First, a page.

I’ve been in this industry for nearly 20 years. As both the CEO of a landscape contracting business and the CEO of a horticultural buying and selling platform (Plantbid), I’ve seen the industry continuously evolve. In particular, I’ve witnessed firsthand how technology has helped develop this industry and make us more productive as a whole. From the use of phones for deliveries and drivers, to the management of inventory, to the use of email and internet for sales and marketing, to computerized irrigation systems, things sure do look different from 1990s.
Unfortunately, what I’ve also seen is that time and time again there is a hesitance to embrace new technologies. Sure change can be scary, especially within a business environment. Nevertheless, change can also be good, as history has shown us. Embracing new practices, new tools, new techniques or technologies can help the way our industry operates.
Let’s look at some of the common myths and misconceptions associated with technology in the landscaping industry:
1. Technology eliminates the personal touch in my business. It certainly doesn’t have to. For example, if you are using email to create more efficient communications, it doesn’t mean you need to eliminate calls and in-person meetings with your buyers and/or growers.
An excellent technology tool that actually allows for greater personal interaction is Olark—it allows you to interact with your website visitors directly. Regardless of whether you are at a computer or using a smartphone, you can create instant connections with buyers looking to find out more about your business.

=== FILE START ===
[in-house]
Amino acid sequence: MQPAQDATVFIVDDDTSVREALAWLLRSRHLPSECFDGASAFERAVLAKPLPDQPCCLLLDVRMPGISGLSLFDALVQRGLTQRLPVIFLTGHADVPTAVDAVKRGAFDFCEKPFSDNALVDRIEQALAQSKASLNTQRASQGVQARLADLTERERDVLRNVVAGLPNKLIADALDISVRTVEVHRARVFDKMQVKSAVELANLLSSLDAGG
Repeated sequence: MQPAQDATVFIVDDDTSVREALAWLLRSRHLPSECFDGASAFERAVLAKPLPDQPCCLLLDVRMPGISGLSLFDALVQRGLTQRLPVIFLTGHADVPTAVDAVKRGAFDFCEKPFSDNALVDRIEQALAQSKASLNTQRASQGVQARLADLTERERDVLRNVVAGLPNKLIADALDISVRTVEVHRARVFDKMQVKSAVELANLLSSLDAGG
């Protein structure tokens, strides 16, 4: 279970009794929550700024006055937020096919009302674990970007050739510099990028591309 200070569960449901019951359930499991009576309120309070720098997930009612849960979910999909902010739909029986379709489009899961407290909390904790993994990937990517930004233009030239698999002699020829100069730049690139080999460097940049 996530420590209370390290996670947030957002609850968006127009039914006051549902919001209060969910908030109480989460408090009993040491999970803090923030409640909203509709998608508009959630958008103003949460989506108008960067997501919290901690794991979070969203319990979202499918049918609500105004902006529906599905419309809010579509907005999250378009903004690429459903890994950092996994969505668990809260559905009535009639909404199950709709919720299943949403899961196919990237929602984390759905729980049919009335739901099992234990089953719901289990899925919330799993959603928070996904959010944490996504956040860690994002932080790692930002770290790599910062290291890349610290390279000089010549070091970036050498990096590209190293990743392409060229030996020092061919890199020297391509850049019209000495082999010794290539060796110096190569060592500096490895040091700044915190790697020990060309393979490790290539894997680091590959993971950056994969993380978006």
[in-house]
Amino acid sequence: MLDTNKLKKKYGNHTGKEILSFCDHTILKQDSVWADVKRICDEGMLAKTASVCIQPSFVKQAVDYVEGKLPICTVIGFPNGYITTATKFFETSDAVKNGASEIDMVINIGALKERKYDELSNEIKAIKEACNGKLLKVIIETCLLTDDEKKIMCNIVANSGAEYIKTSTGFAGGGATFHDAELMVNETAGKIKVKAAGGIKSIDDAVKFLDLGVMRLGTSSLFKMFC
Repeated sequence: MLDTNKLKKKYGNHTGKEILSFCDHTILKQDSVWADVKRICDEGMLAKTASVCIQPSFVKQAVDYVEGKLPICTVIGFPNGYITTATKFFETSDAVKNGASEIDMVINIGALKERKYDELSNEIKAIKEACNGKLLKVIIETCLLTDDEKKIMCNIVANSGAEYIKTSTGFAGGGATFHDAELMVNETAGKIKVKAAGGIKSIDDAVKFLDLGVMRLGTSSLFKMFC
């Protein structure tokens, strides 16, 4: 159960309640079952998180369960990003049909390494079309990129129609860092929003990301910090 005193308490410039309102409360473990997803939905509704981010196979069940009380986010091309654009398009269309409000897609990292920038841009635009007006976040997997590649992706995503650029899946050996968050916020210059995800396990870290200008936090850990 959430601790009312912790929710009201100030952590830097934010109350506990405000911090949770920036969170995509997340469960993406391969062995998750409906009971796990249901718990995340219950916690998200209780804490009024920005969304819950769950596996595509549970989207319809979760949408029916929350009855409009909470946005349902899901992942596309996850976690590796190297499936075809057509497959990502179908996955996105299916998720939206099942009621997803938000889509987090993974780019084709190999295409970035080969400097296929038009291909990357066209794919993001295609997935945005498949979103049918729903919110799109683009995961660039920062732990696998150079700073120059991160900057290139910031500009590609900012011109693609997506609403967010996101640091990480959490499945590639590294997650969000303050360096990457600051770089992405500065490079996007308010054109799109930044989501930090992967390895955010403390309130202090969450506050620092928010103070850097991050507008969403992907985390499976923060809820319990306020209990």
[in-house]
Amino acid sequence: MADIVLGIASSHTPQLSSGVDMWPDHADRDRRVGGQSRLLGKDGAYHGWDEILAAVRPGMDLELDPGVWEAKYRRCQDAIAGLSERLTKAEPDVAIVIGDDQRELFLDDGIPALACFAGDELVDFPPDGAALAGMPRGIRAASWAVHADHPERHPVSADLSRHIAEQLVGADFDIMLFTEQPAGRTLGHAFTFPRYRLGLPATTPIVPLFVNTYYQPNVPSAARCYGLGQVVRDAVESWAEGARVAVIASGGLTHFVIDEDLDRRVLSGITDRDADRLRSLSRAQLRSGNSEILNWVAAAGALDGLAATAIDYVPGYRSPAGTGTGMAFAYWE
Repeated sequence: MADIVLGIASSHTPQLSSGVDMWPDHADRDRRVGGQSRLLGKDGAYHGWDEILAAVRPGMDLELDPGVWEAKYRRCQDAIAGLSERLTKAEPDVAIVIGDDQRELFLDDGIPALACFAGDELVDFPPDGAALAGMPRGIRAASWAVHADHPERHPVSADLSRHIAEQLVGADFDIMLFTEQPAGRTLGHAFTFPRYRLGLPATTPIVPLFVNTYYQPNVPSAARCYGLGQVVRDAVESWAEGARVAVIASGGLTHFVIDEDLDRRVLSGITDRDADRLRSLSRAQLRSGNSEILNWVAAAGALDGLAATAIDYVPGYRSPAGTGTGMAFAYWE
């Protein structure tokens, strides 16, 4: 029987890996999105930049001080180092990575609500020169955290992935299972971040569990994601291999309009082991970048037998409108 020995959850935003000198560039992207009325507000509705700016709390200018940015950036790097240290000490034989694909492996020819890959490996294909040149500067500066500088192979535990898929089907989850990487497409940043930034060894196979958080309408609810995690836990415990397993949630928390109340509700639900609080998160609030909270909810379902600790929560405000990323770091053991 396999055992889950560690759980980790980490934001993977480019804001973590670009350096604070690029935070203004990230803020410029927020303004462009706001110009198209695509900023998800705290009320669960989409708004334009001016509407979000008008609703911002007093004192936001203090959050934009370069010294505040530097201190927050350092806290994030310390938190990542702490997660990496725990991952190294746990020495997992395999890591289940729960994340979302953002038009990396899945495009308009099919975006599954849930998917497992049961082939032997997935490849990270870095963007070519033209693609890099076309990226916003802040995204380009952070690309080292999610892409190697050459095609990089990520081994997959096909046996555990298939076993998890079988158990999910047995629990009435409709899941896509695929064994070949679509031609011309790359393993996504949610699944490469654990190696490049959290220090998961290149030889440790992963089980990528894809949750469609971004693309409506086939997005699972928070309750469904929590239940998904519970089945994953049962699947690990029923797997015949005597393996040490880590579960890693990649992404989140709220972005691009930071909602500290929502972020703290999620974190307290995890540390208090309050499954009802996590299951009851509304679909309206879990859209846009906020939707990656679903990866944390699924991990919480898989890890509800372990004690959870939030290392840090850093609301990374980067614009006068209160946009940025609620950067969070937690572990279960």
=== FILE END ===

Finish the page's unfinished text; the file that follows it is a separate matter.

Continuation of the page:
Technology exists to help you be more productive, not hinder your relationships with your customers. Just like the tools we use each day in our trade, technology is another set of tools that helps us work smarter.
2. Using technology will subject me to being hacked. Technology is already part of your business in any number of ways. Making technology-enabled tools like social media, email, marketing platforms, phone apps, etc. an active part of your business is not going to lead to being hacked. By embracing the technologies that make sense for you, you limit your risk and add horsepower to your business operations.
Here are a few extra tips to help give you peace of mind as you make technology a part of your business planning:
- Keep your computer up to date. All software companies provide security updates to their software, and most make it very easy to allow it to auto-update on its own.
- Think before you click. If you receive a message that doesn’t feel right, then take the extra second to think about whether it’s something you should be following-up on or simply “marking as spam” and sending to the trash folder.
- If you are uncomfortable sharing a piece of sensitive information via email or the web, then don’t do it. You are in control of your own information, so go at whatever speed makes the most sense for you.
- Finally, and perhaps most importantly, create a strong password and use different passwords for different sites. Worried about forgetting too many passwords or passwords that are too complicated? There are a number of great products on the market, like 1Password, to help you manage and secure your accounts.
3. Learning a new tech tool is way too time consuming. The truth is that there is a learning curve associated with everything. However, you have to compare the time investment in learning a new tool to the time saved once on-boarded. Here’s an example: The typical plant sourcing process is just not efficient; gathering and sifting through hundreds of availabilities is a massive time suck. It’s time that the industry considers trying out more effective solutions.
There are several resources available to buyers to help search databases and more efficiently purchase materials. Advanced technology platforms such as Plantbid allow you to do just this. Think about the possibilities and the time you’ll add to your day if you open your eyes to new ap-proaches.
Key takeaway? Be open, adopt new technology and don’t be afraid to step outside your comfort zone—it’s in the interest of driving your business.
Insights from Cameron Cantrelle, co-founder and CEO of Plantbid